Kukla's Korner Hockey
from Scott Morrison at the CBC,
We all know that one game does not make a series, but one game certainly can shake one up.
And that is what the Anaheim Ducks did in the opening game of the Stanley Cup final: Shake things up.
They did it in the truest sense, by physically dominating the Ottawa Senators at times, very long times actually, and they did it by ignoring an early goal by the visitors and then a one-goal deficit entering the final period and arranging an impressive 3-2 victory.
from Poynter Online,
As the Stanley Cup finals began Monday in Ottawa between the Ottawa Senators and the Anaheim Ducks (Quick, could someone please tell the mainstream media?!), hockey folks find themselves stuck in that tired just-who-is-a-journalist argument again.
For a professional sport that often has to go begging for coverage, blogs should be a godsend.
from the Universal Cynic, the blog of freelance writer Erin Nicks,
Here’s a synopsis of last week’s events: I was told by my editor at Sun Media that accreditations for the Finals would be extremely hard to come by (hardly a surprising revelation). Traditionally, accreditation request forms have a set number of spots. Sun Media had already accounted for all spots in Anaheim and Ottawa—which I was fully expecting. After all, they had to tend to their employees first, whereas I am a contracted writer.
from Terry Jones of the Edmonton Sun,
Stewart Valley, Saskatchewan, was a one-elevator town until they tore it down. Now it’s a one horse town.
That horse, however, is Travis Moen. And today he’s the toast of the town.
“In Stewart Valley, they’re jumping around right now,” said Regina native Ryan Getzlaf.
from Mike Brophy of the Hockey News,
Now that’s what I call hockey!
You can debate all you want about the way NHL hockey is played these days, with a greater emphasis on skill over obstruction, but you’d have to go a long way to find a better game than the opening tilt of the 2007 Stanley Cup final.
from the Ottawa Sun,
It has become the routine over the past couple of months, a group of about 50 gathering at Billy’s, a bar and restaurant in Straubing, Germany, at 2 a.m.
They gather around the TV set to watch Christoph Schubert and his Ottawa Senators teammates battle for the Stanley Cup.
Call it Hockey Night in Bavaria.
from The Spin, the blog of Damien Cox of the Toronto Star,
It was pointed out during a media welcome party last night held by the NHL that, at least from a media point of view, the Stanley Cup final is starting to look a lot like the Grey Cup.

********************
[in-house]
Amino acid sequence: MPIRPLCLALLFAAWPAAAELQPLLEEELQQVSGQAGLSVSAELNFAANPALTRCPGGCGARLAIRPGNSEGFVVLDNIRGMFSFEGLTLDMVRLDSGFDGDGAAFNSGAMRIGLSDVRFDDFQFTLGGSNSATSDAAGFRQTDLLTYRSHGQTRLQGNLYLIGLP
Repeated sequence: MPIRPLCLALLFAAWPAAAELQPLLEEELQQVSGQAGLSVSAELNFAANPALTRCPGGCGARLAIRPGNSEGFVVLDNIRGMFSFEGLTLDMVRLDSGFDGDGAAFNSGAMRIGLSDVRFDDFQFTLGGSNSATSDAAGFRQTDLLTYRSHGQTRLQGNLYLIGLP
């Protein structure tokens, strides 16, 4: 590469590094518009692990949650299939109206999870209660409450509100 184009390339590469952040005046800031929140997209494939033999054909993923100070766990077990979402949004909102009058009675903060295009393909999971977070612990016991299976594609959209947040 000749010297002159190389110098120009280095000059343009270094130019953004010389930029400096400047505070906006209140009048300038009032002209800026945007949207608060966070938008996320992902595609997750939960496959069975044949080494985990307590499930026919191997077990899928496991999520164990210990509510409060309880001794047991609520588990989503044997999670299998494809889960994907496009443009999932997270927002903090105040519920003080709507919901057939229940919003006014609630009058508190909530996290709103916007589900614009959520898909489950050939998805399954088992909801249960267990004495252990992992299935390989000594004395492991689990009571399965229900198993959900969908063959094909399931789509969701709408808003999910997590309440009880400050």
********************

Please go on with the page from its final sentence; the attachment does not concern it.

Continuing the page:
Mostly Canadian media, and many of the same faces….
Doesn’t this seem a little weird to anybody? I mean, this is distant California, not Alberta or even a border state. It’s sort of the reverse juice to that which we’ve all grown up with in Canada, namely the overwhelming presence of U.S. media and culture. In this Stanley Cup final, however, NBC won’t even be showing up until Game 3.
from Chris Stevenson of the Ottawa Sun,
The Ducks hammered the Senators, knocked them down, hacked them, pounded them.
The Senators absorbed it all and, to their credit, gave some back, but were clearly overmatched in the Ducks’ 3-2 win.
This is what was expected, right?
Nothing pretty here among the palm trees, no cosmetic enhancements for which L.A. is famous, just hard slogging for the Senators against a big, hard-working team.
The Senators might be perceived as the faster of the two teams, but there were good stretches when they were outplayed at even strength last night by the Western Conference champions
from Scott Burnside at ESPN,
The biggest question will be how the Senators respond to what we can only assume will be more of the same physical play from the big, fast and strong Ducks….
The Senators were also guilty of egregious giveaways—the official scorers had the Senators with 14 compared to just five for the Ducks.
“Probably a combination of being off for nine days and just trying to do too much,” Mike Comrie said of the uncharacteristically sloppy play. “I think we played in spurts, but obviously, it wasn’t enough. In the playoffs, you have to have a short memory and we’ll go over video. We’ll look at what we did and we’ll move on.”
from Helene Elliott of the LA Times,
These fans, part of the Ducks’ 32nd consecutive sellout crowd, cared that the Ducks improved their home playoff record to 8-2. The players sensed it and fed off it and loved it.
“We’ve been taking some heat, especially from the Canadian media, about what the crowds are like here,” Ducks defenseman Sean O’Donnell said, “and I think anyone that was in the building, whether the home team or not, felt the chills in there.”
That’s chills as in spine-tingling, not as in cold shoulder.
“They were really into it,” Giguere said of the fans. “The people that are here right now are knowledgeable. They love the game. The price they pay for a ticket, they’d better like the game.
“It puts you into the game and it’s exciting. It really helps you when they’re for you, that’s for sure.”
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About Kukla's Korner Hockey
Paul Kukla founded Kukla’s Korner in 2005 and the site has since become the must-read site on the ‘net for all the latest happenings around the NHL.
From breaking news to in-depth stories around the league, KK Hockey is updated with fresh stories all day long and will bring you the latest news as quickly as possible.
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